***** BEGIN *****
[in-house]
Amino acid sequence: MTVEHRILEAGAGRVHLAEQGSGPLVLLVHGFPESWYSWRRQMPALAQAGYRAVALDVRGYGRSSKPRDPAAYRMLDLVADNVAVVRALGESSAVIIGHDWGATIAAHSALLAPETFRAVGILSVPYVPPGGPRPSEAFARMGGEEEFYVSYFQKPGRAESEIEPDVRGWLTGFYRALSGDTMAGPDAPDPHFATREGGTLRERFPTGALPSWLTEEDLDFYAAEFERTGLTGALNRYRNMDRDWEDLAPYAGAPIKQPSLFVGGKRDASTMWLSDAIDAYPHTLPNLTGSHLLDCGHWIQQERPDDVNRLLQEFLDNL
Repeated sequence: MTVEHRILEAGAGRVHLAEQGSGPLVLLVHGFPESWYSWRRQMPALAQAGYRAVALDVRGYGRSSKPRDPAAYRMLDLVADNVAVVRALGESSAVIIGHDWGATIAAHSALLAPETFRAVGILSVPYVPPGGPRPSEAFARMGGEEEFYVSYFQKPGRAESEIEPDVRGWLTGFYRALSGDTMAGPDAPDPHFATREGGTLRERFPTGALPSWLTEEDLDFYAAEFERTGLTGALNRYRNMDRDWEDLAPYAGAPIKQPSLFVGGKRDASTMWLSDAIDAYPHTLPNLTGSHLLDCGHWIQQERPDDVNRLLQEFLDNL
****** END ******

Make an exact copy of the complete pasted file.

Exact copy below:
[in-house]
Amino acid sequence: MTVEHRILEAGAGRVHLAEQGSGPLVLLVHGFPESWYSWRRQMPALAQAGYRAVALDVRGYGRSSKPRDPAAYRMLDLVADNVAVVRALGESSAVIIGHDWGATIAAHSALLAPETFRAVGILSVPYVPPGGPRPSEAFARMGGEEEFYVSYFQKPGRAESEIEPDVRGWLTGFYRALSGDTMAGPDAPDPHFATREGGTLRERFPTGALPSWLTEEDLDFYAAEFERTGLTGALNRYRNMDRDWEDLAPYAGAPIKQPSLFVGGKRDASTMWLSDAIDAYPHTLPNLTGSHLLDCGHWIQQERPDDVNRLLQEFLDNL
Repeated sequence: MTVEHRILEAGAGRVHLAEQGSGPLVLLVHGFPESWYSWRRQMPALAQAGYRAVALDVRGYGRSSKPRDPAAYRMLDLVADNVAVVRALGESSAVIIGHDWGATIAAHSALLAPETFRAVGILSVPYVPPGGPRPSEAFARMGGEEEFYVSYFQKPGRAESEIEPDVRGWLTGFYRALSGDTMAGPDAPDPHFATREGGTLRERFPTGALPSWLTEEDLDFYAAEFERTGLTGALNRYRNMDRDWEDLAPYAGAPIKQPSLFVGGKRDASTMWLSDAIDAYPHTLPNLTGSHLLDCGHWIQQERPDDVNRLLQEFLDNL